Howdy, Stranger!

It looks like you're new here. If you want to get involved, click one of these buttons!

Examples: Monday, today, last week, Mar 26, 3/26/04
Welcome home! Please contact lincoln@newbuddhist.com if you have any difficulty logging in or using the site. New registrations must be manually approved which may take up to 48 hours. Can't log in? Try clearing your browser's cookies.

The role of the spiritual friend

KeromeKerome Love, love is mysteryThe Continent Veteran

So, with virtual e-sangha’s and small clusters of likeminded folks, we all encounter spiritual friends and are sometimes called upon to be spiritual friend to others. However it takes a lot of maturity to know how to fulfill that role, and it is good to consider it with care.

I don’t think a spiritual friends job is to teach, he is not the teacher. But at the same time he is not disinterested, he is an observer who has the ability to provide input. He can give hints, but how strongly should he or she word these hints? I think the key is not to disturb the nature of the spiritual friendship.

It is a thin line to walk, in order to help others without being pushy or overly critical or insulting, damaging the relationship. It is very much a question as to how open the other person is, how accepting of your input. It can be very difficult to gauge.

BunksmarcitkolobsterWalkerVastmindShoshinpersonSuraShine

Comments

  • howhow Veteran Veteran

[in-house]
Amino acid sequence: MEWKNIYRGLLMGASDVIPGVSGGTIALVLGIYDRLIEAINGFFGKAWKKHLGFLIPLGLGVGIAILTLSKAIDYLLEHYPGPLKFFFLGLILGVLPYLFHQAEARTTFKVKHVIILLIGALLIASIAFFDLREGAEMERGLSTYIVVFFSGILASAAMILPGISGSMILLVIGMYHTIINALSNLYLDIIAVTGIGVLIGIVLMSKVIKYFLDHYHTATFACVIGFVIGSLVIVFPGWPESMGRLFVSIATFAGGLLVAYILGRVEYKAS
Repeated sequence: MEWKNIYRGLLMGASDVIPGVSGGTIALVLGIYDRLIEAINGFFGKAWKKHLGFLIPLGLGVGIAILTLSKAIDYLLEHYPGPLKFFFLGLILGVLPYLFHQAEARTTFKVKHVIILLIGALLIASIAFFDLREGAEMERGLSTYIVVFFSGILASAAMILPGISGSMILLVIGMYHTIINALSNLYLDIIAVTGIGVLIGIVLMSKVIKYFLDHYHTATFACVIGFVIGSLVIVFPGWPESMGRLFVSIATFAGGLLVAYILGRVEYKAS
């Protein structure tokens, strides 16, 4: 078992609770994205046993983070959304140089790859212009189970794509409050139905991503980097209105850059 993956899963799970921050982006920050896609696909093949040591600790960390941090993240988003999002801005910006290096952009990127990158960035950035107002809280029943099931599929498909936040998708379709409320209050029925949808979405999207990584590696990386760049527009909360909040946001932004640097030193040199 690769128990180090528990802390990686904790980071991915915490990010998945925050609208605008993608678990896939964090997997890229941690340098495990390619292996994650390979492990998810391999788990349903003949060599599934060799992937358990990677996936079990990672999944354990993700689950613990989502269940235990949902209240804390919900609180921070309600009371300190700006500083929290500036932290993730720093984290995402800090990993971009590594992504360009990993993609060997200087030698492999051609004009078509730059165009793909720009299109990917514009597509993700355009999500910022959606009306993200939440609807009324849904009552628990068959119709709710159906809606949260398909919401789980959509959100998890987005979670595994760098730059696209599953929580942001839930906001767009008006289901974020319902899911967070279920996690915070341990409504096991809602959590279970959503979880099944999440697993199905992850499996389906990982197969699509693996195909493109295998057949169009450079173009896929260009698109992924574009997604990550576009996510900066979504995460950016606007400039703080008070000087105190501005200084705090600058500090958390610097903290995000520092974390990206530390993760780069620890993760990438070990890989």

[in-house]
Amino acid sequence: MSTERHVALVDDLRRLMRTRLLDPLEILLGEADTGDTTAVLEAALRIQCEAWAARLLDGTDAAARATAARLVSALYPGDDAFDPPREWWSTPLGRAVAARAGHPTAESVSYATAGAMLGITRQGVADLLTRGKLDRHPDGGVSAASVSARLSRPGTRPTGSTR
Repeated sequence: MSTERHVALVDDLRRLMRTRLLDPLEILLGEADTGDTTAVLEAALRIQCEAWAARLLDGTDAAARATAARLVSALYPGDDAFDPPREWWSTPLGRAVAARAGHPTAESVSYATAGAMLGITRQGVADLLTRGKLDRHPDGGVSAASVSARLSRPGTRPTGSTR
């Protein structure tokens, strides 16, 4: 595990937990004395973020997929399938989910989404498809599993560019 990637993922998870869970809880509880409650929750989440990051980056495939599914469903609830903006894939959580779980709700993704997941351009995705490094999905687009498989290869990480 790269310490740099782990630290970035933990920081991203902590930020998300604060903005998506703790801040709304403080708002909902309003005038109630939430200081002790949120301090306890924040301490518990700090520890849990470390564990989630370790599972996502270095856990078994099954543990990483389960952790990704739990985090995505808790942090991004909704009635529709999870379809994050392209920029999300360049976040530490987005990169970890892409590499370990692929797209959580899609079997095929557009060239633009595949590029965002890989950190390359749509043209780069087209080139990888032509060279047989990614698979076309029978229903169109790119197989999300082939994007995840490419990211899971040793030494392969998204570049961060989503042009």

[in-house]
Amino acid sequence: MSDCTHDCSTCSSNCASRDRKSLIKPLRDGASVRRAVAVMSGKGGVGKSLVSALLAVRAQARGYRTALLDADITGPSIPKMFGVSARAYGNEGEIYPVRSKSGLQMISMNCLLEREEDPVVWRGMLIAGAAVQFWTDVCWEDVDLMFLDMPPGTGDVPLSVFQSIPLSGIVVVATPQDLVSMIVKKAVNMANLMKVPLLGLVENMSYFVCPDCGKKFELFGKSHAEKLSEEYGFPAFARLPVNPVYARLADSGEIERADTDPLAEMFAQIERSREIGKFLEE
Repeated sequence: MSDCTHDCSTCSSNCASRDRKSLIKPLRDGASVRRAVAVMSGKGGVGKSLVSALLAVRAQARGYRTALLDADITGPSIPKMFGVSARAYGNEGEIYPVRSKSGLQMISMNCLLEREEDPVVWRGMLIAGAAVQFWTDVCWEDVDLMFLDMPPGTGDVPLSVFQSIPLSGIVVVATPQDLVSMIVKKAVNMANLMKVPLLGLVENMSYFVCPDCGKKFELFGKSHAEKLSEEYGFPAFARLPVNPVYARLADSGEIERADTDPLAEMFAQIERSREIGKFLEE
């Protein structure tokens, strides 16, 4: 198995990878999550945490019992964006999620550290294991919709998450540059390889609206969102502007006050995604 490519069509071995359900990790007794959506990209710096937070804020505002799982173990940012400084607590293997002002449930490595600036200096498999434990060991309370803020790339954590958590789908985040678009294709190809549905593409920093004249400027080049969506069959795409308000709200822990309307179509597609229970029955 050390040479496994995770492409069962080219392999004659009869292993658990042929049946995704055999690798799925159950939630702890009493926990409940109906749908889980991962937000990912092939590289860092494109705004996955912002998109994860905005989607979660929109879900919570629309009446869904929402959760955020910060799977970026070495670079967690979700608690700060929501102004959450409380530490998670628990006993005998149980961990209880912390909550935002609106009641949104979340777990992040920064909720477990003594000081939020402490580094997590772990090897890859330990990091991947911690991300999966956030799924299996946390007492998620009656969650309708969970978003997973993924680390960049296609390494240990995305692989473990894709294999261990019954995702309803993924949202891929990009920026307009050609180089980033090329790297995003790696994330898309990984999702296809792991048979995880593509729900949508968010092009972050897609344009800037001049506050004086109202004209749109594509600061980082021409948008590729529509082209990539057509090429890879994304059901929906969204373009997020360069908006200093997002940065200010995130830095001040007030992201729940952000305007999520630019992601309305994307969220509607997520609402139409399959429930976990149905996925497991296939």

Hello Kerome

    I thought the term "spiritual friend " was originally a term used to give credence to the Sangha for the spiritual support that one Sangha member can offer to another.

    To say that a spiritual friends job is not to take on the job of teacher is an interesting truth for while everyone teaches, this statement points out the important difference between the unavoidable teaching by the example of ones own practice and the taking on of a role of a teacher to another.
    While a teacher and a spiritual friend can have many overlapping roles, a spiritual friend should also be reminding themselves when necessary to not assume the role of a teacher to another whereas a teacher should be reminding themselves when necessary to not assume the role of spiritual friend to their students.

    I think that your "thin line to walk" (which is difficult to gauge) is best understood as a study of spiritual means which is largely a practice of the letting go of the ego/identity or selfish self that separates any one being from anybody else.

    The only thing that I would call a disturbance to the nature of a spiritual friendship would be the increasing or hardening of a delusion where a transcendence or a softening of that delusion was otherwise possible?

    lobsterShoshinKeromeperson